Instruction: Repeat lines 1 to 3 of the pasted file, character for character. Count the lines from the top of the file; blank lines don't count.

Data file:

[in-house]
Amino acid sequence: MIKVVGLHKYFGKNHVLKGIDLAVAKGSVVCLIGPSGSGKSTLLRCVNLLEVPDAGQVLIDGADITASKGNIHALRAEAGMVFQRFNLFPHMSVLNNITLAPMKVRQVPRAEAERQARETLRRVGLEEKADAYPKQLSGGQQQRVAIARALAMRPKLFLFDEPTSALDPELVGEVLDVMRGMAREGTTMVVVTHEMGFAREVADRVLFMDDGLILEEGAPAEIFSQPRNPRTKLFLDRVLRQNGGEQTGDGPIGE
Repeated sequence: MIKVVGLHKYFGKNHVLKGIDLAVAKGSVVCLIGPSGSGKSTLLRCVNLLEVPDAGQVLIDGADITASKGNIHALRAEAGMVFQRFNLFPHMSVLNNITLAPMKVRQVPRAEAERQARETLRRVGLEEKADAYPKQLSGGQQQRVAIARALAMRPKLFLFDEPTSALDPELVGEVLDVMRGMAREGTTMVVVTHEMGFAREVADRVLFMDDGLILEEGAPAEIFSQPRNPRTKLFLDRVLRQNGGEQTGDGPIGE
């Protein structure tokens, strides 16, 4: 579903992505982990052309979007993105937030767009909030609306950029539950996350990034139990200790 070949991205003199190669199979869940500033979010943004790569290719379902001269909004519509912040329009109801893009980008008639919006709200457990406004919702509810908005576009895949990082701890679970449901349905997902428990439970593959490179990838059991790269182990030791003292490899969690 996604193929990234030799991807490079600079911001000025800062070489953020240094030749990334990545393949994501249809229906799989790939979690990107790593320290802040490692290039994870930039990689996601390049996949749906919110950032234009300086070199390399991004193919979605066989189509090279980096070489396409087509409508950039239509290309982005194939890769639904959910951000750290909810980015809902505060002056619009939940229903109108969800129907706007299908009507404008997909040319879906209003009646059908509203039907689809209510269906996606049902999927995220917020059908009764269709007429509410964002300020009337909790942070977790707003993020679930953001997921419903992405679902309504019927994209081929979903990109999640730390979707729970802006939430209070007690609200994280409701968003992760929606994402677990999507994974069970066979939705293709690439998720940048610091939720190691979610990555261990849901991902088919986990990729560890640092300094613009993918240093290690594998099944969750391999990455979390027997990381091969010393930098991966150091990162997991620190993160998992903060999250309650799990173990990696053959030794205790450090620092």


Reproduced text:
[in-house]
Amino acid sequence: MIKVVGLHKYFGKNHVLKGIDLAVAKGSVVCLIGPSGSGKSTLLRCVNLLEVPDAGQVLIDGADITASKGNIHALRAEAGMVFQRFNLFPHMSVLNNITLAPMKVRQVPRAEAERQARETLRRVGLEEKADAYPKQLSGGQQQRVAIARALAMRPKLFLFDEPTSALDPELVGEVLDVMRGMAREGTTMVVVTHEMGFAREVADRVLFMDDGLILEEGAPAEIFSQPRNPRTKLFLDRVLRQNGGEQTGDGPIGE
Repeated sequence: MIKVVGLHKYFGKNHVLKGIDLAVAKGSVVCLIGPSGSGKSTLLRCVNLLEVPDAGQVLIDGADITASKGNIHALRAEAGMVFQRFNLFPHMSVLNNITLAPMKVRQVPRAEAERQARETLRRVGLEEKADAYPKQLSGGQQQRVAIARALAMRPKLFLFDEPTSALDPELVGEVLDVMRGMAREGTTMVVVTHEMGFAREVADRVLFMDDGLILEEGAPAEIFSQPRNPRTKLFLDRVLRQNGGEQTGDGPIGE